Within each business unit, additional business functions should be considered and evaluated. By identifying cross business unit dependencies, the need for integrated risk mitigation solutions can be highlighted and proactive measures taken. Access to these additional functional requirements may be necessary if operations are moved to offsite locations. A workflow analysis may prioritize those business functions and processes that must be recovered. Functions within each business unit may include, but are not limited to:

  • Finance
  • Contracts
  • Supply and Trading
  • Personnel and Payroll
  • Benefits
  • Accounts Payable
  • Environmental Health and Safety
  • Information technology

Adverse information technology (IT) conditions may affect numerous company departments, units and functions. IT components may include networks, servers, desktop and laptop computers and wireless devices. The ability to utilize both office productivity and enterprise-wide software may be essential to restore normal operations. Therefore, time critical recovery strategies for information technology, such as exercised data backup and restoration procedures, should be developed in order to limit the effects of interruptions across multiple business units.

If a business continuity incident affects two or more critical business processes, the incident has a greater potential for impact. Interoperable communication and coordination among departments must be exercised for a swift recovery. The effects of a multi-tiered business continuity event can extend beyond the facility borders to affect personnel, multiple critical business processes, vendors or suppliers, and customers. Utilizing business impact analyses can create effective business continuity plans, ensuring a faster state of recovery.

Get in Touch

By completing the above form you have read, understood and accept our Privacy terms as well as our Cookie terms. Read our Privacy Policy.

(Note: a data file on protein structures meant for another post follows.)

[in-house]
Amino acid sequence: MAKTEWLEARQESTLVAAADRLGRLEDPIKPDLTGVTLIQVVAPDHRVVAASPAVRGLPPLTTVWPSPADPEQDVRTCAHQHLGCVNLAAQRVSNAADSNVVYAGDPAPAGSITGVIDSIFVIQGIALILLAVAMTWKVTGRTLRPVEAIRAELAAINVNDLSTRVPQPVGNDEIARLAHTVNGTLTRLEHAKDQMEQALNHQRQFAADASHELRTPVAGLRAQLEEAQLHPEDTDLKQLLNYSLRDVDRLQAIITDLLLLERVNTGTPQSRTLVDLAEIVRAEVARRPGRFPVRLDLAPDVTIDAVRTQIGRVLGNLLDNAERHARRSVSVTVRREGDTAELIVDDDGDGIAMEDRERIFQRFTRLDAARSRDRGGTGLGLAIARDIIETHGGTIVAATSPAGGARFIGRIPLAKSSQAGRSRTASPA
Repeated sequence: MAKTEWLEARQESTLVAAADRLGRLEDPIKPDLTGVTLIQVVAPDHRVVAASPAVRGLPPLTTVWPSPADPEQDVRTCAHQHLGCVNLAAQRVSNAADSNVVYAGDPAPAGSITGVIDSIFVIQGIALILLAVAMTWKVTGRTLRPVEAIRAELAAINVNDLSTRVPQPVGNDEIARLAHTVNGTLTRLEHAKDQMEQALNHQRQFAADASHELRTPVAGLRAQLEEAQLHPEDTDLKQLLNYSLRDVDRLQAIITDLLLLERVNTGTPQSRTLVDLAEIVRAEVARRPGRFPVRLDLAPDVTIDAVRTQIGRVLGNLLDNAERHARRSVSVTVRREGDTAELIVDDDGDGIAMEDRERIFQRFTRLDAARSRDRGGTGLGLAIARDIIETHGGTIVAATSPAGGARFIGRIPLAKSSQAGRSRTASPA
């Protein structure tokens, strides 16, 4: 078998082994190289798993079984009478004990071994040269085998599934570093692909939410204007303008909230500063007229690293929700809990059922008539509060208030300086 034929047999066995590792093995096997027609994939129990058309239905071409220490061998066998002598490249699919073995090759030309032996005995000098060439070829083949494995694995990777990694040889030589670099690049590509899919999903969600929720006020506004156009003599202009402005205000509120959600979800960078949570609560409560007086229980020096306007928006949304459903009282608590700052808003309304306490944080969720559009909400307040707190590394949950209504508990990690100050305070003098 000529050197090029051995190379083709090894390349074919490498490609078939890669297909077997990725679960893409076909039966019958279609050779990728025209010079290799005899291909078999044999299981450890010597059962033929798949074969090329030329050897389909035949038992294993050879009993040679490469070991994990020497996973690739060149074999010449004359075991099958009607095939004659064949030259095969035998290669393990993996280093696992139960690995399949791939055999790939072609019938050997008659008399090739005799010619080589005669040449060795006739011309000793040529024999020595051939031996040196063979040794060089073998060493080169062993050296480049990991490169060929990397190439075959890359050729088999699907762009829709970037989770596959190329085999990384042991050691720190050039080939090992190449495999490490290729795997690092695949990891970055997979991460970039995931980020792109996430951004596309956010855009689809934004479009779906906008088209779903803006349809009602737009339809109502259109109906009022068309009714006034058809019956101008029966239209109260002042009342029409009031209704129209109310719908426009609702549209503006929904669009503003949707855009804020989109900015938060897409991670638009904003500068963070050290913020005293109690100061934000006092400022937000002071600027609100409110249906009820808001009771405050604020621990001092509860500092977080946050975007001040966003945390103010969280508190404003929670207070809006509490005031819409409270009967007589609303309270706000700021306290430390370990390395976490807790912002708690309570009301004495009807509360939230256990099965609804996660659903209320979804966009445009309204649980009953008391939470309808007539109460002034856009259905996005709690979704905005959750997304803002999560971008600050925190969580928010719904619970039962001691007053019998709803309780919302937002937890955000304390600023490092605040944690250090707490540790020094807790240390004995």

Jensen Hughes ensures non-discrimination in all programs and activities in accordance with Title VI of the Civil Rights Act of 1964. If you need more information or special assistance for persons with disabilities or limited English proficiency, contact the Jensen Hughes Compliance Team at 410-737-8677 or 

More blog posts from Jensen Hughes

Using Digital Technology to Transform Your Police Department

Jan 24, 2023

Remember when business guru and Cisco CEO John Chambers famously announced that every organization will be digital?

Read more
Just Accepted a Position as Police Chief? Here’s Who You Can Turn to for Advice

Jan 19, 2023

It’s surprising how many times police chiefs have asked our law enforcement consulting team for advice on who to reach out to for information, feedback, and guidance on addressing technical police-related matters or community crises.

Read more
Yacht Security: Managing Risk in Ports and on the High Seas

Jan 9, 2023

Our support to private clients extends to wherever they live, work, play or travel. For some of them, much of that activity happens on vessels, from classic sailboats to mega yachts.

Read more